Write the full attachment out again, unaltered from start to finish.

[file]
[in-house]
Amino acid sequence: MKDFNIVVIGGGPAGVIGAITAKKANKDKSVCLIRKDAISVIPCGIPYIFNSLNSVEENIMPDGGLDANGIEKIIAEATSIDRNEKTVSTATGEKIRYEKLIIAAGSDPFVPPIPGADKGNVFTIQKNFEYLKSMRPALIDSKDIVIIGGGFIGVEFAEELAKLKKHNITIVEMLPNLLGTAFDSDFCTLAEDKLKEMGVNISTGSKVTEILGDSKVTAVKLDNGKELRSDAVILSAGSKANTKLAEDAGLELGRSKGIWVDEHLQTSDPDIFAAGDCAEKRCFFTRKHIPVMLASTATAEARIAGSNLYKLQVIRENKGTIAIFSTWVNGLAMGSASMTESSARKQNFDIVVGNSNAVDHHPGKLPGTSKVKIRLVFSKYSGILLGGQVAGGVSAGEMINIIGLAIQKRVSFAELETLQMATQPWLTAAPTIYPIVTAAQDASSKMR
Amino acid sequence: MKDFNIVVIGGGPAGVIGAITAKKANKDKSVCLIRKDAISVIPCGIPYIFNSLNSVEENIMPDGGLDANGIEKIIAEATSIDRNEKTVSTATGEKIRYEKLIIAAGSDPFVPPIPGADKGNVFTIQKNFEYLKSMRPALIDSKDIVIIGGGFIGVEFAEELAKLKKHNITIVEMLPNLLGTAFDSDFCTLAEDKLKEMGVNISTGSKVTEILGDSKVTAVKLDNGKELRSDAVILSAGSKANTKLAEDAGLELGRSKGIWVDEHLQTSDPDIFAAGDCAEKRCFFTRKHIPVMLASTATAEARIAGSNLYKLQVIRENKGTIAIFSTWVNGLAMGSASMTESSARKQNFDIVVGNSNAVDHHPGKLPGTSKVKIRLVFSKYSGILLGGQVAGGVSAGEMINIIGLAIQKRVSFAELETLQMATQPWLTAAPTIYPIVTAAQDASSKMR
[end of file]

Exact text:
[in-house]
Amino acid sequence: MKDFNIVVIGGGPAGVIGAITAKKANKDKSVCLIRKDAISVIPCGIPYIFNSLNSVEENIMPDGGLDANGIEKIIAEATSIDRNEKTVSTATGEKIRYEKLIIAAGSDPFVPPIPGADKGNVFTIQKNFEYLKSMRPALIDSKDIVIIGGGFIGVEFAEELAKLKKHNITIVEMLPNLLGTAFDSDFCTLAEDKLKEMGVNISTGSKVTEILGDSKVTAVKLDNGKELRSDAVILSAGSKANTKLAEDAGLELGRSKGIWVDEHLQTSDPDIFAAGDCAEKRCFFTRKHIPVMLASTATAEARIAGSNLYKLQVIRENKGTIAIFSTWVNGLAMGSASMTESSARKQNFDIVVGNSNAVDHHPGKLPGTSKVKIRLVFSKYSGILLGGQVAGGVSAGEMINIIGLAIQKRVSFAELETLQMATQPWLTAAPTIYPIVTAAQDASSKMR
Amino acid sequence: MKDFNIVVIGGGPAGVIGAITAKKANKDKSVCLIRKDAISVIPCGIPYIFNSLNSVEENIMPDGGLDANGIEKIIAEATSIDRNEKTVSTATGEKIRYEKLIIAAGSDPFVPPIPGADKGNVFTIQKNFEYLKSMRPALIDSKDIVIIGGGFIGVEFAEELAKLKKHNITIVEMLPNLLGTAFDSDFCTLAEDKLKEMGVNISTGSKVTEILGDSKVTAVKLDNGKELRSDAVILSAGSKANTKLAEDAGLELGRSKGIWVDEHLQTSDPDIFAAGDCAEKRCFFTRKHIPVMLASTATAEARIAGSNLYKLQVIRENKGTIAIFSTWVNGLAMGSASMTESSARKQNFDIVVGNSNAVDHHPGKLPGTSKVKIRLVFSKYSGILLGGQVAGGVSAGEMINIIGLAIQKRVSFAELETLQMATQPWLTAAPTIYPIVTAAQDASSKMR